New York City comptroller John Liu wants Wal-Mart's board to be held accountable for the Mexican bribery scandal, reports Retailing Today.
Last week, his office issued a statement announcing that the New York City pension funds Liu oversees and which owns 5.6 million shares of Wal-Mart will vote against five directors at the company's annual shareholder meeting in June.
"In 2005 and 2006, the Comptroller's Office repeatedly asked Wal-Mart directors to conduct an independent investigation into concerns of legal and regulatory non-compliance and lack of controls over internal policies at the company," according to the statement. "The corporation obstinately refused to address those concerns."
Liu wants fellow Wal-Mart shareholders to vote against the re-election of directors including Chairman Rob Walton, President and CEO Mike Duke, former President and CEO Lee Scott, Marriott CEO Arne Sorenson, and Christopher Williams, chairman and CEO of investment bank Williams Capital Group.
Last week, the California State Teachers' Retirement System filed suit against Wal-Mart for mishandling the bribery allegations, reports Bloomberg.
"The board's prolonged failure to address detailed and credible allegations of criminal activity" has caused the retailer "substantial harm," the pension fund said in the complaint.
Wal-Mart is Mexico's largest private employer. The retailer has dominated headlines ever since news of the bribery scandal first broke in April. Wal-Mart de Mexico allegedly made hundreds of cash payments to government officials to obtain building permits. A 2005 probe into the issue was reportedly shut down by Wal-Mart after it was discovered that senior company officials knew about the bribes, totaling about $24 million.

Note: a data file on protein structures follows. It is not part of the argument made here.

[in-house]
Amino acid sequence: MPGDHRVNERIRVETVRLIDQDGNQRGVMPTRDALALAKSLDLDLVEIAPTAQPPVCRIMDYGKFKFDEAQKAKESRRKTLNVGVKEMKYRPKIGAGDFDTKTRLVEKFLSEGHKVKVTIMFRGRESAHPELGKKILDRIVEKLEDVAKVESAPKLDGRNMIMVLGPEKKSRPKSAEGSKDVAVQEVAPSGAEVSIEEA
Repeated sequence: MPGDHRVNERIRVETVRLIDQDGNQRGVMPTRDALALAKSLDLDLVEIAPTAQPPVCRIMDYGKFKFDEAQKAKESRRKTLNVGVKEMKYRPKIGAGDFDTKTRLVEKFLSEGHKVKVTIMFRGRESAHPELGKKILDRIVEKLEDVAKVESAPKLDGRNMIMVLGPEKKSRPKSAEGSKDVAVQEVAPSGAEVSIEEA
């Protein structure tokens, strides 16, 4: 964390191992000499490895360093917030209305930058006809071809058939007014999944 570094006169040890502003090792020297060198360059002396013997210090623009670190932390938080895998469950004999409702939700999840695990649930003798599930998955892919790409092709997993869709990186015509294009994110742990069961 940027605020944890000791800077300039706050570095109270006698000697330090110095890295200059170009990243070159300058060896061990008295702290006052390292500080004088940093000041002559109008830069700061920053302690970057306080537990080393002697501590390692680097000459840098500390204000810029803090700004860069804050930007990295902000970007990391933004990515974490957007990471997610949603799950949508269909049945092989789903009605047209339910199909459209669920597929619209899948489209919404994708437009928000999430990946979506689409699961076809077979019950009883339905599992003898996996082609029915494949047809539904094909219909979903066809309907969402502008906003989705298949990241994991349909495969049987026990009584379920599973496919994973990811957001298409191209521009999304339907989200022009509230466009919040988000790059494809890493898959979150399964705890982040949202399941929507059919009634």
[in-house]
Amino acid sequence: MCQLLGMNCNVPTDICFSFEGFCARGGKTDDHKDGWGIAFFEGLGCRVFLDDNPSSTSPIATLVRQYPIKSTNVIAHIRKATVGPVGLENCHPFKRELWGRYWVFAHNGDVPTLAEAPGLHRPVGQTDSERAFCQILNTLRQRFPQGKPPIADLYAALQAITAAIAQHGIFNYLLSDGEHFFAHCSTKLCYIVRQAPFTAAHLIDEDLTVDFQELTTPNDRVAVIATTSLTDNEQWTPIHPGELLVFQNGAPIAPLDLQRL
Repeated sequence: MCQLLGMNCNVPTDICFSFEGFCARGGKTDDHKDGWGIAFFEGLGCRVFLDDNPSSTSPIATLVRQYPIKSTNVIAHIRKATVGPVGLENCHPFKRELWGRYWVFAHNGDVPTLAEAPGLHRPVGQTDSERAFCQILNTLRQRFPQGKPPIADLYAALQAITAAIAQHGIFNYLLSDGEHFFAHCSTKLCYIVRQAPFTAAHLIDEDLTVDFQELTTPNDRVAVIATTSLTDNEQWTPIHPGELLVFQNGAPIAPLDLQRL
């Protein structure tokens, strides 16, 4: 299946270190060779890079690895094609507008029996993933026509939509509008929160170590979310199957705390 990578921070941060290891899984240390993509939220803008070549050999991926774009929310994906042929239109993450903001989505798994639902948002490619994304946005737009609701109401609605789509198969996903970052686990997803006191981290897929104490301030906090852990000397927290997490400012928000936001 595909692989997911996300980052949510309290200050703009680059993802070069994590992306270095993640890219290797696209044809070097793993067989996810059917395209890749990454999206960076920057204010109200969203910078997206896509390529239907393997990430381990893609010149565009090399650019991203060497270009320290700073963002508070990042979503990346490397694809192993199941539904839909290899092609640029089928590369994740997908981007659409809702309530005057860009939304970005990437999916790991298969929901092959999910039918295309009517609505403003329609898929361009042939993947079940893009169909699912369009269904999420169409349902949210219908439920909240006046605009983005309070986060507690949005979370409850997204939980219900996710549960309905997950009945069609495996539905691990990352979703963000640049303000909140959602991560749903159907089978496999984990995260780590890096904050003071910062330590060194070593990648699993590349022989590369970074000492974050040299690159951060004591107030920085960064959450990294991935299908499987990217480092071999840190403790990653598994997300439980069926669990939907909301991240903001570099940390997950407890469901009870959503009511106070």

Liu's statement and the pension-fund suit come the same week that the Labor Department ordered Wal-Mart to pay $4.8 million in back wages and damages to thousands of employees who were denied overtime.
Retail Hiring Slumps (Retailing Today)
The Kronos Retail Labor Index declined for the second-consecutive time to 3.8%, down from a March level that was revised downwards by three-tenths. On a brighter note, the Retail Labor Index remains relatively high as compared with previous few years.
JC Penney Axes Middle Management (Business Insider)
Last week, JC Penney cut middle managers across the country, although the number of employees who have lost their jobs remains unknown. The retailer is also replacing top managers: On Thursday Bloomberg reported that Penney had hired a new chief financial officer.
Early Easter Hurt April Sales (WSJ)
Macy's, Saks and other large U.S. retailers delivered disappointing sales for April, after an early Easter boosted March spending. Colder temperatures and higher gasoline prices are also blamed for keeping shoppers at home.
Shelly Lazarus Resigns from Ogilvy (FINS)
Ogilvy & Mather Chairman Shelly Lazarus is stepping down after 41 years at the agency. She will now hold the title of chairman emeritus. Miles Young, Ogilvy's chief executive, will now also serve as chairman.
Clorox Uses Smartphones to Target Moms (eMarketer)
Clorox, known for brands like Glad and Hidden Valley, is utilizing smartphones to reach mothers. The company uses five tenets to approach mobile: immediacy, utility, relevance, location and convenience.
AMD Appoints Marketing Chief (Yahoo Finance)
Server computing company AMD has hired Dell's Colette LaForce as its senior vice president and chief marketing officer. LaForce currently heads up marketing for the $8 billion Dell Services unit.
Online Display Ads Show Poor ROI (Brafton)
A new report shows that fewer than 14% of consumers pay attention to online ads and only 16% think online display advertising is effective.
Buzz Around the Office
Eleven Crazy Sounds (Buzzfeed)
A barking cat, a death metal rooster, and a ticklish (laughing?) camel all make the list.
List of the Day: Positioning for Promotion
Make sure you, not your colleague, is the one to get fast-tracked.
1. Be willing to move for a promotion or assignment.
2. Never go above your boss's head.
3. Attach yourself to a superstar mentor.